Monday, July 6, 2015
The events in this film reveal themselves gradually. Depending on how observant you are, perhaps only after the film has concluded. Some may long for a cinematic equivalent to Cliffs Notes to get a handle on it. This is a very mysterious motion picture, one of the most enigmatic I've seen. A palate of vivid color and rich sounds (this is a foley artist's dream) that evoke memories of Antonionni and Malick. A work of art to be pondered and discussed. Obsessed over. Many will find it random and meaningless. Distance yourself from such people.
Kris is a victim of mind control at the hands of Thief. She survives near starvation, depletion of funds, and the ingestion of larva before meeting Jeff, who has likewise suffered misfortune. They connect, unsure as to why. Their courtship is not initially romantic. They begin to argue about their histories - she accusing he of co-opting her memories, stories she's told him about her childhood. They notice identical scars on their bodies. Were they both victims of the same evil (though oddly comforting and reassuring) presence? Are there many others out there of similar experience?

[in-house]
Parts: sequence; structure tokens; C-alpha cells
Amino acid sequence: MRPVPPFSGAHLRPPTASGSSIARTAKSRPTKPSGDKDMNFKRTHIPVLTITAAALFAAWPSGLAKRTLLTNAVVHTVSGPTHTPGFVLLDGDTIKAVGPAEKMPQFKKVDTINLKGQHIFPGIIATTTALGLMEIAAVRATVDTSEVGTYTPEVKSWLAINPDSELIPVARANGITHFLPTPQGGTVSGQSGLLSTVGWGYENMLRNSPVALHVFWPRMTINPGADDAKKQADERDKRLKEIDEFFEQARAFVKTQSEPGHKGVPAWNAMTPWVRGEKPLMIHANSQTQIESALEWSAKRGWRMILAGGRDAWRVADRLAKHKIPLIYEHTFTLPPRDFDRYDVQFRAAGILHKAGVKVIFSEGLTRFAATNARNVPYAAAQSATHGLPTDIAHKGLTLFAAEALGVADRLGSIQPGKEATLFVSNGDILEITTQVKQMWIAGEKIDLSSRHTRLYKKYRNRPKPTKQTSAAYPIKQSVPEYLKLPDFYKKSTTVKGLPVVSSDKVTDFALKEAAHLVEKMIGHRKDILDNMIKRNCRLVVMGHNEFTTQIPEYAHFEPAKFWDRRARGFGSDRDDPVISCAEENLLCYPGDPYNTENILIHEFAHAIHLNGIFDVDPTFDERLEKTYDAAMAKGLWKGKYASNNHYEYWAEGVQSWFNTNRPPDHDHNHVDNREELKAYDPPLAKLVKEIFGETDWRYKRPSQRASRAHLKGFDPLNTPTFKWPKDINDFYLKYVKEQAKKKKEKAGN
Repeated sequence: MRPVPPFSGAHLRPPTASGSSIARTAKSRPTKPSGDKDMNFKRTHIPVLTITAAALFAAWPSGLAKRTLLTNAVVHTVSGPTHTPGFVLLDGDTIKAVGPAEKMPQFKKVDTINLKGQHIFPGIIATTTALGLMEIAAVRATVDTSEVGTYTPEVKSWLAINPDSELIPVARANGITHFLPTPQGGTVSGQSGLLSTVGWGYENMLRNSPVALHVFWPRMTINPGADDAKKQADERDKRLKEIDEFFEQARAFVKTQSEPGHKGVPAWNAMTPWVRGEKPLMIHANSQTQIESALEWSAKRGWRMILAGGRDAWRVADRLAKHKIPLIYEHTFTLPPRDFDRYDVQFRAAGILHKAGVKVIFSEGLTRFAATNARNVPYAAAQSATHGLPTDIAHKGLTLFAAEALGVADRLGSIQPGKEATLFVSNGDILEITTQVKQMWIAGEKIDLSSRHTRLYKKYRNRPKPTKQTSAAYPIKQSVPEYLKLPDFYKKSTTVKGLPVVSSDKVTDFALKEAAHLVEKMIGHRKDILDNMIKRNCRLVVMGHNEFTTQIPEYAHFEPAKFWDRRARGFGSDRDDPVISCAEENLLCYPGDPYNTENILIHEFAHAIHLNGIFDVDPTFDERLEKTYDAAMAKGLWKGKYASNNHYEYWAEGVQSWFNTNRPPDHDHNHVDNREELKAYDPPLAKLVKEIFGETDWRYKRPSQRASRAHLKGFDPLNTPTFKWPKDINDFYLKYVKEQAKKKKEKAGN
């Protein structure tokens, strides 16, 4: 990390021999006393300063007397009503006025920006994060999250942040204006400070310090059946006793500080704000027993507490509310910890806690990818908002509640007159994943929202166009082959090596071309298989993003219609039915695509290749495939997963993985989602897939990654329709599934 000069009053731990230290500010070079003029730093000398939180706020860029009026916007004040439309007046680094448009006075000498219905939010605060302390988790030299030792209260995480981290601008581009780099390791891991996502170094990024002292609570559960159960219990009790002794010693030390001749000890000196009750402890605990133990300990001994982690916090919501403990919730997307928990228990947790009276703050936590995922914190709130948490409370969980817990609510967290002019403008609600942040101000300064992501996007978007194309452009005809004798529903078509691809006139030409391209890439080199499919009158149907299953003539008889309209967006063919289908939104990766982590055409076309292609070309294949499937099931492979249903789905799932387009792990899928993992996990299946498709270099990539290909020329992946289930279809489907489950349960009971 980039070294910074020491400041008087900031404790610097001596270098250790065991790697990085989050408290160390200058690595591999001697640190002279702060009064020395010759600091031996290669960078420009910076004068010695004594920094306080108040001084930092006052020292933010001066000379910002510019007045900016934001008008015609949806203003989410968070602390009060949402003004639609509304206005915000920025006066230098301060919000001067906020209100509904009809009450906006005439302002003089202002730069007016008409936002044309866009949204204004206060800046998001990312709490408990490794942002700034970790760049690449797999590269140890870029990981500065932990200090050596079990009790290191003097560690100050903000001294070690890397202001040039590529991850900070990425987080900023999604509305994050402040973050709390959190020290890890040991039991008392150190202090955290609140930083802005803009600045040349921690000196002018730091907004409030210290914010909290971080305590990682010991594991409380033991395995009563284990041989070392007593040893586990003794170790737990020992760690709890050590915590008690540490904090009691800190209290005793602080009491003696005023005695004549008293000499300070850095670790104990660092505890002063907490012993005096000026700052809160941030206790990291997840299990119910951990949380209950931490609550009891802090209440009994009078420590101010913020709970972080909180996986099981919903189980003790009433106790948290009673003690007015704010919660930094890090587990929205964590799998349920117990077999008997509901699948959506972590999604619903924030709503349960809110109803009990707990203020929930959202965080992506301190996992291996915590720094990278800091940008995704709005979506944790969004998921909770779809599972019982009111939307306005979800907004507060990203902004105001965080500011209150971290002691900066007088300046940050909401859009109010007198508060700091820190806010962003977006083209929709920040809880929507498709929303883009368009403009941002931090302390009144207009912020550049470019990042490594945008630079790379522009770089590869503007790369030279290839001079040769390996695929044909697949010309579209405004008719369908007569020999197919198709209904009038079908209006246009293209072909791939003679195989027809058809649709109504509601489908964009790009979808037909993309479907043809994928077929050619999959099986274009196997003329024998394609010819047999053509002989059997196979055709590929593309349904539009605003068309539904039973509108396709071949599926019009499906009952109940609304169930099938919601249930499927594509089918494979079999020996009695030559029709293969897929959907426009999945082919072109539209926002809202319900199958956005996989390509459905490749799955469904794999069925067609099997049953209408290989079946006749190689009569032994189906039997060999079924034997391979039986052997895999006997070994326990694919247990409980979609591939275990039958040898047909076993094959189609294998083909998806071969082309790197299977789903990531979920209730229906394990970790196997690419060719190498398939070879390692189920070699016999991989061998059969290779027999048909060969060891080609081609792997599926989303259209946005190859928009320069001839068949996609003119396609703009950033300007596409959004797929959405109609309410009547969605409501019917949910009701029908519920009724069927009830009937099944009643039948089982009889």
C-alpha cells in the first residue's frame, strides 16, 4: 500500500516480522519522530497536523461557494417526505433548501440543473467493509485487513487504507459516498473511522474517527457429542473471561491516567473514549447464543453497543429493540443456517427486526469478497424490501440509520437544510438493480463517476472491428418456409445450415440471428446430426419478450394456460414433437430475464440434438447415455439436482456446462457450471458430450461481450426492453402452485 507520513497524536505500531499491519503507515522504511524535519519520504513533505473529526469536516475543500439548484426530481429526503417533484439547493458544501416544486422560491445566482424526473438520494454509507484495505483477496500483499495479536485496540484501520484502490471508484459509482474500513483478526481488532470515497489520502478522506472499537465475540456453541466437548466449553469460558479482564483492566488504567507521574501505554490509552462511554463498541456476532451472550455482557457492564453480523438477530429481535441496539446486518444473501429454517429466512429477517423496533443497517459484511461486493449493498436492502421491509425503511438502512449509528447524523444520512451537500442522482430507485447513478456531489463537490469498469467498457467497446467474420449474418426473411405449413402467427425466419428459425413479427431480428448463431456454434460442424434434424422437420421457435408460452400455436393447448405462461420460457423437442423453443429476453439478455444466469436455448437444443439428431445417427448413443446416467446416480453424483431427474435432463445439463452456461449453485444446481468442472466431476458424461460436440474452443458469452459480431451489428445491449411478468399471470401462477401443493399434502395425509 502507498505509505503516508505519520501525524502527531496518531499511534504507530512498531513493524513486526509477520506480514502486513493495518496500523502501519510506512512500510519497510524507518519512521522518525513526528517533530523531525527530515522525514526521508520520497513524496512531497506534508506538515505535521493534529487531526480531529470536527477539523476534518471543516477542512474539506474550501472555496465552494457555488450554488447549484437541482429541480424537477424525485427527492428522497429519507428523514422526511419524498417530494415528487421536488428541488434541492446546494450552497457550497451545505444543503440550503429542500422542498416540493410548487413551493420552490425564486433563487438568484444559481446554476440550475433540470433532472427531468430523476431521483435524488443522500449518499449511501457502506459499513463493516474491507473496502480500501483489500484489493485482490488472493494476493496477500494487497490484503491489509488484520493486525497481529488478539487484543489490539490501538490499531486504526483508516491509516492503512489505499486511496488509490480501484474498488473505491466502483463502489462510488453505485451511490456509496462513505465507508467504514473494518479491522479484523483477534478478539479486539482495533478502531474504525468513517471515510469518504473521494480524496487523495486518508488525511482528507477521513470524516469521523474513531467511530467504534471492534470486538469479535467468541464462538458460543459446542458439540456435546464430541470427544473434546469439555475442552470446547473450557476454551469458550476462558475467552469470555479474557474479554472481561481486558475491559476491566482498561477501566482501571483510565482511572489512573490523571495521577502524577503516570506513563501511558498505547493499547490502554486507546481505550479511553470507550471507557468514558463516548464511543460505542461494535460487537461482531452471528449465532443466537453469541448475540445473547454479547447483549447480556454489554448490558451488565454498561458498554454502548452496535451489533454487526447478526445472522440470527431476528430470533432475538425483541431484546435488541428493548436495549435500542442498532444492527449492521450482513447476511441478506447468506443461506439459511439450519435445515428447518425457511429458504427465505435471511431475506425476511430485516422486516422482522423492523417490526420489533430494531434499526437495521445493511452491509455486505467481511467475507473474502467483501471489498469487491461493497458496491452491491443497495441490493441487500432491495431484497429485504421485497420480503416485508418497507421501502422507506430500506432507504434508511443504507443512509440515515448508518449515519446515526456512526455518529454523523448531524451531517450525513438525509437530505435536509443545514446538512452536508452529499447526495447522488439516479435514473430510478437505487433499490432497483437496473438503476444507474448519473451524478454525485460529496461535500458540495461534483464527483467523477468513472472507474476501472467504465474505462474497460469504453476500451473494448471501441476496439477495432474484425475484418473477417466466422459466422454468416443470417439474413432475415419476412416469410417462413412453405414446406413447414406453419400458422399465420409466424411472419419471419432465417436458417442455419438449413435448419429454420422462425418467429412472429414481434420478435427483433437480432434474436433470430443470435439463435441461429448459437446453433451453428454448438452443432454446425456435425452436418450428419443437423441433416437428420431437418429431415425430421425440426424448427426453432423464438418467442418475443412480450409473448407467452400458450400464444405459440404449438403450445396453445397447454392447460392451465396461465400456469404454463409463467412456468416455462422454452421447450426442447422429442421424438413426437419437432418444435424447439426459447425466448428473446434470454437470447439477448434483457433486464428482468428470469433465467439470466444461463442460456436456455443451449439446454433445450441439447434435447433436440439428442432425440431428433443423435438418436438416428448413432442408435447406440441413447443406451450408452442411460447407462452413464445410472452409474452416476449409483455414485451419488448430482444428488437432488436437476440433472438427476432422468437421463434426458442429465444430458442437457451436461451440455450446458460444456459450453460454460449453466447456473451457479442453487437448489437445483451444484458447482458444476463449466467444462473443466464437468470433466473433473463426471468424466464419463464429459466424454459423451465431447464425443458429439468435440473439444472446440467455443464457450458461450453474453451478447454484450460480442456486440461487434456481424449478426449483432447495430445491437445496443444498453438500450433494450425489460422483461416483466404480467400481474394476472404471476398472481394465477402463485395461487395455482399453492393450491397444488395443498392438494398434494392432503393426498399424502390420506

The Sampler wanders about a pig farm, recording both natural and contrived sounds, for some sort of music. We first see him removing a parasite (via a transfusion) from Kris's arm, later transferring it to one of the pigs, who are as important to the film as any element can be. Grisly events occur. Sad things that seem to run parallel with the experiences of Kris and Jeff. Thoreau's classic novel of individualism, reconnection to nature, and spiritual awareness figures largely in UPSTREAM COLOR, both as a plot (such as it is) device and as a theme that washes over the film's conclusion. A character even quotes it from memory.
Disparate elements, seemingly. Carruth never orchestrates easy connections, but for the keen eye they are certainly there. There are cycles of destruction to be observed and ultimately disbanded. Loss and resurrection. Rebirth.
Carruth had earlier puzzled us with 2004's PRIMER, a most imaginative science fiction feature that was shot on a shoestring. His themes are just as ambitious this time, though more humanistic. His experimental nature of plotting and editing leaves him in a very select class of filmmaker. Both films require significant effort but are as vital as much great literature.